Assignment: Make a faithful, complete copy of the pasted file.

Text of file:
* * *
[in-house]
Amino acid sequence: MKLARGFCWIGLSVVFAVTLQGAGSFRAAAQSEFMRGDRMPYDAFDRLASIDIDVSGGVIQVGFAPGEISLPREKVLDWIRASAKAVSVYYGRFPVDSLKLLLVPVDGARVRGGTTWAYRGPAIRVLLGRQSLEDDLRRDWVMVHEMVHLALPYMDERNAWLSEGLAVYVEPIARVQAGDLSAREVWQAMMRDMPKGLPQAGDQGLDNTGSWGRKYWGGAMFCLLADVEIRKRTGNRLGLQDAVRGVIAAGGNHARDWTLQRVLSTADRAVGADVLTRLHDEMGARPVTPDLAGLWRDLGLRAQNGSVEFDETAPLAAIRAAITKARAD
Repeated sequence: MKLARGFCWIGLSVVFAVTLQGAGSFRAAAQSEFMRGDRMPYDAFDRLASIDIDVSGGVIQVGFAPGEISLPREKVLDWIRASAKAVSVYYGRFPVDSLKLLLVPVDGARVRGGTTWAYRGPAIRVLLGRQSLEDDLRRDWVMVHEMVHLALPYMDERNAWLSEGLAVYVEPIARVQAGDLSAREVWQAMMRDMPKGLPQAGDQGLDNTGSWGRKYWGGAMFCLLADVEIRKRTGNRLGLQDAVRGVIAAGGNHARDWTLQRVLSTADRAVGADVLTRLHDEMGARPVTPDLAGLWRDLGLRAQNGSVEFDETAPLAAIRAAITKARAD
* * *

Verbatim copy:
[in-house]
Amino acid sequence: MKLARGFCWIGLSVVFAVTLQGAGSFRAAAQSEFMRGDRMPYDAFDRLASIDIDVSGGVIQVGFAPGEISLPREKVLDWIRASAKAVSVYYGRFPVDSLKLLLVPVDGARVRGGTTWAYRGPAIRVLLGRQSLEDDLRRDWVMVHEMVHLALPYMDERNAWLSEGLAVYVEPIARVQAGDLSAREVWQAMMRDMPKGLPQAGDQGLDNTGSWGRKYWGGAMFCLLADVEIRKRTGNRLGLQDAVRGVIAAGGNHARDWTLQRVLSTADRAVGADVLTRLHDEMGARPVTPDLAGLWRDLGLRAQNGSVEFDETAPLAAIRAAITKARAD
Repeated sequence: MKLARGFCWIGLSVVFAVTLQGAGSFRAAAQSEFMRGDRMPYDAFDRLASIDIDVSGGVIQVGFAPGEISLPREKVLDWIRASAKAVSVYYGRFPVDSLKLLLVPVDGARVRGGTTWAYRGPAIRVLLGRQSLEDDLRRDWVMVHEMVHLALPYMDERNAWLSEGLAVYVEPIARVQAGDLSAREVWQAMMRDMPKGLPQAGDQGLDNTGSWGRKYWGGAMFCLLADVEIRKRTGNRLGLQDAVRGVIAAGGNHARDWTLQRVLSTADRAVGADVLTRLHDEMGARPVTPDLAGLWRDLGLRAQNGSVEFDETAPLAAIRAAITKARAD